In response to a motion for summary judgment, the non-movant may not simply rest upon the allegations in his pleadings. Rather, the non-moving party must show through specific evidence that an issue of fact remains on matters for which he bears the burden of proof at trial. Walker v. Shansky, 28 F.3d 666, 670-71 (7th Cir. 1994), aff'd, 51 F.3d 276 (citing Celotex, 477 U.S. at 324). In reviewing a summary judgment motion, the Court does not determine the truth of asserted matters, but rather decides whether there is a genuine factual issue for trial. Celex Group, Inc. v. Executive Gallery, Inc., 877 F. Supp. 1114, 1124 (N.D.Ill. 1995). The "mere existence of a scintilla of evidence in support of the plaintiff's position will be insufficient to show a genuine issue of material fact." Weeks v. Samsung Heavy Indus. Co., Ltd., 126 F.3d 926, 933 (7th Cir. 1997) (citing Anderson, 477 U.S. at 252). No issue remains for trial "unless there is sufficient evidence favoring the non-moving party for a jury to return a verdict for that party. If the evidence is merely colorable, or is not sufficiently probative, summary judgment may be granted." Anderson, 477 U.S. at 249-50 (citations omitted). Accord Starzenski v. City of Elkhart, 87 F.3d 872, 880 (7th Cir. 1996), cert. denied, 519 U.S. 1055 (1997); Tolle v. Carroll Touch, Inc., 23 F.3d 174, 178 (7th Cir. 1994).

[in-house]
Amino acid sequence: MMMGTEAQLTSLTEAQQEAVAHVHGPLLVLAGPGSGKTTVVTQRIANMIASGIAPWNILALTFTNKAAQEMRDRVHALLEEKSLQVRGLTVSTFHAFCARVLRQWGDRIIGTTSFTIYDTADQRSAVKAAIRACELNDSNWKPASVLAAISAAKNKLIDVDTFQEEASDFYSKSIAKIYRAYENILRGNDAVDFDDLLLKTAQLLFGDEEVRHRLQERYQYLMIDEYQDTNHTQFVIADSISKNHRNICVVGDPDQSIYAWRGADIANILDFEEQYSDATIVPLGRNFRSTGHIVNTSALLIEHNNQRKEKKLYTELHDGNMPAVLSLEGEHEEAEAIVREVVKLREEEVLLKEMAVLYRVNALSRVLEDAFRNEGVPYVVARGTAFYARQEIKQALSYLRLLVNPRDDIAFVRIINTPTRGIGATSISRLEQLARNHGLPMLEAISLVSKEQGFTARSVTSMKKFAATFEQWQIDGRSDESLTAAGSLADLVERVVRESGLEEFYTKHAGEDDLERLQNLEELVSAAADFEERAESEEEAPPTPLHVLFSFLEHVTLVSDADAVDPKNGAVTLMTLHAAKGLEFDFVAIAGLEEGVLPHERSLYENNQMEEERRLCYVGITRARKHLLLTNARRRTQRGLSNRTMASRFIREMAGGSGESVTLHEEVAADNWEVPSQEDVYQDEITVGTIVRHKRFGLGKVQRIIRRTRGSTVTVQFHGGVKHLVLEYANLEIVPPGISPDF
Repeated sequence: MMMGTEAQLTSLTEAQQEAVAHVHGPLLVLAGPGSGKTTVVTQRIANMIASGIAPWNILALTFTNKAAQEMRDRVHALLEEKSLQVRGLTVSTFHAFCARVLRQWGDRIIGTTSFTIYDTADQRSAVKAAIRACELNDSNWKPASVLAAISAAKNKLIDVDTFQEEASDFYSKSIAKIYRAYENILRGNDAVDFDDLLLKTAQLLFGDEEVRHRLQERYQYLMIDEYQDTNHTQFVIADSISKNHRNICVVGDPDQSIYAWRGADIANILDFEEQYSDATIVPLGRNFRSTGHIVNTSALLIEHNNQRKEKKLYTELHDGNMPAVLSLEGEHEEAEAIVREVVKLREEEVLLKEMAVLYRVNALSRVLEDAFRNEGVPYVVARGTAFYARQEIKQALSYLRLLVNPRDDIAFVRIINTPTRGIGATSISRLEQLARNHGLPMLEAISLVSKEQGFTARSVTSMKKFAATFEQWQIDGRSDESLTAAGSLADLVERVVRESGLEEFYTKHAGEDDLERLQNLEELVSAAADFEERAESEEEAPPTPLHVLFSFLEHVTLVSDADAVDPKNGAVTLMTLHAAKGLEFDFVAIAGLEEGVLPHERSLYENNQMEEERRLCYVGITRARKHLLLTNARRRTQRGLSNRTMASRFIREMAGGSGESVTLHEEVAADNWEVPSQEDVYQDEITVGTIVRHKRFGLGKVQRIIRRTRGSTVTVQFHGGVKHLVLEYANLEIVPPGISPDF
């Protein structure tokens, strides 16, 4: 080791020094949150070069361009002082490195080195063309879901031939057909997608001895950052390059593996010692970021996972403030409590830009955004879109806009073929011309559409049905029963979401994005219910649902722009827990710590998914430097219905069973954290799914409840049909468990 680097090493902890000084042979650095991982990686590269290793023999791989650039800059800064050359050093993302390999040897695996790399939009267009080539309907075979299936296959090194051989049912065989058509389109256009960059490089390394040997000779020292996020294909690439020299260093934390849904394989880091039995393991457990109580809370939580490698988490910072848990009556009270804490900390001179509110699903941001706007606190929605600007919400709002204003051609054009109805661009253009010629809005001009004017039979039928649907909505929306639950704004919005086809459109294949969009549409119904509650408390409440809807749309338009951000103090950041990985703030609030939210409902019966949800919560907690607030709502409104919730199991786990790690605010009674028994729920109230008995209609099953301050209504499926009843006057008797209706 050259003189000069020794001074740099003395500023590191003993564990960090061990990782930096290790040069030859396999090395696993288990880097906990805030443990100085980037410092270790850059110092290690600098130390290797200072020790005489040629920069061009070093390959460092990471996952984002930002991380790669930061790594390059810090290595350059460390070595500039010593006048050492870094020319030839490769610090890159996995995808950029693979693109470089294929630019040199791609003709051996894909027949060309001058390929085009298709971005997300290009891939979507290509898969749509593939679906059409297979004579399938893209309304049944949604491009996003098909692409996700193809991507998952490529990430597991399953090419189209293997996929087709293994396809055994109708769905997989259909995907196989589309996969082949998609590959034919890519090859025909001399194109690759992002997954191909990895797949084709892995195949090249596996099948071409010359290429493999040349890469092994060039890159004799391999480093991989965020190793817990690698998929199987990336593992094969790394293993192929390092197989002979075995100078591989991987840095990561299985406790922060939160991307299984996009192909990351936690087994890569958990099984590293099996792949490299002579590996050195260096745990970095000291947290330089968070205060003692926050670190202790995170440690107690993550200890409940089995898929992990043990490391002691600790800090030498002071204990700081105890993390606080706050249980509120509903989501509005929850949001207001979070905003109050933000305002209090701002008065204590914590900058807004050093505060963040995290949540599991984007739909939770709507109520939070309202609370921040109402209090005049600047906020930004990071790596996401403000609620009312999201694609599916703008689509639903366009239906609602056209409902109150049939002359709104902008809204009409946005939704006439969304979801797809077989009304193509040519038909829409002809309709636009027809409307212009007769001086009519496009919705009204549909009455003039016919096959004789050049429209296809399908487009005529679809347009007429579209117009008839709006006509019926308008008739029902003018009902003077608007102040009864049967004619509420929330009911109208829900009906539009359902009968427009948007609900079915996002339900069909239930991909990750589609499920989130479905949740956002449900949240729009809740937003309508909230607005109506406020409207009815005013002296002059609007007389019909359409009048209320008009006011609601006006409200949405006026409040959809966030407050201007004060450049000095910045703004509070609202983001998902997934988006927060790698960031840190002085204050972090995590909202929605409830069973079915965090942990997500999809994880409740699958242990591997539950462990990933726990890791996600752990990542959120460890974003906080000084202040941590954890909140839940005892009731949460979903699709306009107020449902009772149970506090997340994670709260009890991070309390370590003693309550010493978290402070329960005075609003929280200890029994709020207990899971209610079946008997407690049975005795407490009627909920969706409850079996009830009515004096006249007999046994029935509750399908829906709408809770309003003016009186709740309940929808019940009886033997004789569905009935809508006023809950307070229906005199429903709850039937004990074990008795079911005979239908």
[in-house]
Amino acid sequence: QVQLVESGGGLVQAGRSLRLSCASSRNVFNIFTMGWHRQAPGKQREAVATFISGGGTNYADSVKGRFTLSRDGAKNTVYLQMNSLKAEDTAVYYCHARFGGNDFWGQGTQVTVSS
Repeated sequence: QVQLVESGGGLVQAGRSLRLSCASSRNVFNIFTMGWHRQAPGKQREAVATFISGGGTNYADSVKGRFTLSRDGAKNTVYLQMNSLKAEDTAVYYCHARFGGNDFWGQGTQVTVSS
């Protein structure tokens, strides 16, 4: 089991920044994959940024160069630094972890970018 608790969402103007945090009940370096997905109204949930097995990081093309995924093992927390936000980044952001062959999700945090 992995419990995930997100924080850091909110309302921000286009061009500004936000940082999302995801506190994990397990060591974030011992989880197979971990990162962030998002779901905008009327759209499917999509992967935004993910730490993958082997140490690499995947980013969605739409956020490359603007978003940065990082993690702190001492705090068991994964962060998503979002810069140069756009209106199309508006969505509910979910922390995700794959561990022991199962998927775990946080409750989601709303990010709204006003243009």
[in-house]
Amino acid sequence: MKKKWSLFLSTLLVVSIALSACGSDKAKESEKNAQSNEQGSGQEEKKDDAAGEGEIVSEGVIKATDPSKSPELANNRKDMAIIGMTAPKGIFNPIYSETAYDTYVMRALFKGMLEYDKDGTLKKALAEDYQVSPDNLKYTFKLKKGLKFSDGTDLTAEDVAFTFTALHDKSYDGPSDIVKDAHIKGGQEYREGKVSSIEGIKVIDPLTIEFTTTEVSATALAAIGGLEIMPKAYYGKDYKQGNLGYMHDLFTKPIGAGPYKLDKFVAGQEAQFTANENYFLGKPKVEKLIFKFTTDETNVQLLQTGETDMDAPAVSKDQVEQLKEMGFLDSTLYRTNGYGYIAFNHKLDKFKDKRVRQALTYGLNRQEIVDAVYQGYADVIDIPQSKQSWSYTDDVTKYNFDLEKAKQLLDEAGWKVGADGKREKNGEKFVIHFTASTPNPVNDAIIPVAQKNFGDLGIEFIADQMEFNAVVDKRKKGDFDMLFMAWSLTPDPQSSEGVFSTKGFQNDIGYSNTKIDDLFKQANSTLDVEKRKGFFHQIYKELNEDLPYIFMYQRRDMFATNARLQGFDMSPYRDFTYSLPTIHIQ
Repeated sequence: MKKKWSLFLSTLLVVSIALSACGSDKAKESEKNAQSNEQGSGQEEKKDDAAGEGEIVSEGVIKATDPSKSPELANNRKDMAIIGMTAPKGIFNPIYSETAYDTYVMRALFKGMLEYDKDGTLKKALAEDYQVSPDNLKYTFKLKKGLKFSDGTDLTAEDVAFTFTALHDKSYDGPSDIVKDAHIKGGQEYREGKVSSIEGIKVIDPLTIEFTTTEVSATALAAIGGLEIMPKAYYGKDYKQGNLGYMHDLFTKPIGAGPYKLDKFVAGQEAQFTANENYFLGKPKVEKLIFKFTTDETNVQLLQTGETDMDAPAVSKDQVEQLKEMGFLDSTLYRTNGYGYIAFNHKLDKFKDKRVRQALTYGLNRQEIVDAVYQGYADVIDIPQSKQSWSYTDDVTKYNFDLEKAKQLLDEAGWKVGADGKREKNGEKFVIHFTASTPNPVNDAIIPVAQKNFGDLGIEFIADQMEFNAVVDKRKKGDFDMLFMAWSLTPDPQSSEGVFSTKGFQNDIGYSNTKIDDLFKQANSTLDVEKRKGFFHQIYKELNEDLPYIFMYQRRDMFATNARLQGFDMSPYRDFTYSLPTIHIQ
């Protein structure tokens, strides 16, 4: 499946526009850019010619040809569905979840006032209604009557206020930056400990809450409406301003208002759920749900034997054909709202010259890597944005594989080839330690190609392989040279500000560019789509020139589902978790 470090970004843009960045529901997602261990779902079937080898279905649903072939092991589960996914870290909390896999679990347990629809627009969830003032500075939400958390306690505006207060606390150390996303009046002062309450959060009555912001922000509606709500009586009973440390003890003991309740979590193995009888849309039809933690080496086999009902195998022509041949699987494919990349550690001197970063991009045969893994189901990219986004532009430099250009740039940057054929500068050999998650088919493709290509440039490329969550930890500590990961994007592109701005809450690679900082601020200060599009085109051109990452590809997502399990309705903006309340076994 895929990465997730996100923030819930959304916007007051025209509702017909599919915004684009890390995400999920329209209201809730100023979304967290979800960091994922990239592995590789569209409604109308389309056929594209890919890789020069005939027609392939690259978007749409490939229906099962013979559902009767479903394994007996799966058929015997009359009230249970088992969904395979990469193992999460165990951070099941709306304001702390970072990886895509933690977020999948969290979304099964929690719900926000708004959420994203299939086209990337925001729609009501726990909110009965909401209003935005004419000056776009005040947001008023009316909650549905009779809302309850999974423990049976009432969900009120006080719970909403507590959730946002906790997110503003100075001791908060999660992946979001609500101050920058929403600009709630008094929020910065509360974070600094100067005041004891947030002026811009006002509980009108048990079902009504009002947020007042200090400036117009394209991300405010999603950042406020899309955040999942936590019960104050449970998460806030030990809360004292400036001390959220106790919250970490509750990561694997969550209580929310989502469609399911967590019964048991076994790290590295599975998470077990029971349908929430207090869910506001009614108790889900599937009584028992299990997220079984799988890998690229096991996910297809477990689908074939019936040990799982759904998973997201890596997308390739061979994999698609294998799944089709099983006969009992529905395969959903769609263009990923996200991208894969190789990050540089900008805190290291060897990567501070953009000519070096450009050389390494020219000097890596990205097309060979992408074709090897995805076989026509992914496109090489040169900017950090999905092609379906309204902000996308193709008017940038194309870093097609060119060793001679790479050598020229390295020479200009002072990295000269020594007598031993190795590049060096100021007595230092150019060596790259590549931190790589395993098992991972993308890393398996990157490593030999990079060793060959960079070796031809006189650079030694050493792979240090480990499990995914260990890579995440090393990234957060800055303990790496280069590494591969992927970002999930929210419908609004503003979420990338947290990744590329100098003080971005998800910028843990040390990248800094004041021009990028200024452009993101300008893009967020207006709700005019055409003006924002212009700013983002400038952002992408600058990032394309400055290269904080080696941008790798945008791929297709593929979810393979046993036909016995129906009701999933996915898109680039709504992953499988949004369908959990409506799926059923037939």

Because this case is brought under ERISA, federal common law principles govern. GCIU Employer Retirement Fund v. Chicago Tribune Co., 66 F.3d 862, 864-65 (7th Cir. 1995) (citing Phillips v. Lincoln Nat. Life Ins. Co., 978 F.2d 302, 307 (7th Cir. 1992). These principles direct a court to construe terms of ERISA plans "in an ordinary and popular sense as would a person of average intelligence and experience." Swaback v. Ameritech, 103 F.3d 535, 540-41 (7th Cir. 1996). In addition, a court reviews questions of law de novo, regardless of whether the plan vests the plan administrator with discretion. E.g., Williams v. Midwest Operating Eng'rs Welfare Fund, 125 F.3d 1138, 1140 (7th Cir. 1997), overruled on other grounds, Mers v. Mariott Int'l Group Accidental Death and Dismemberment Plan, 144 F.3d 1014 (7th Cir. 1998). The issues presented in this case involve questions of law and not plan interpretation. This Court's review of those issues is de novo and not under an arbitrary and capricious standard.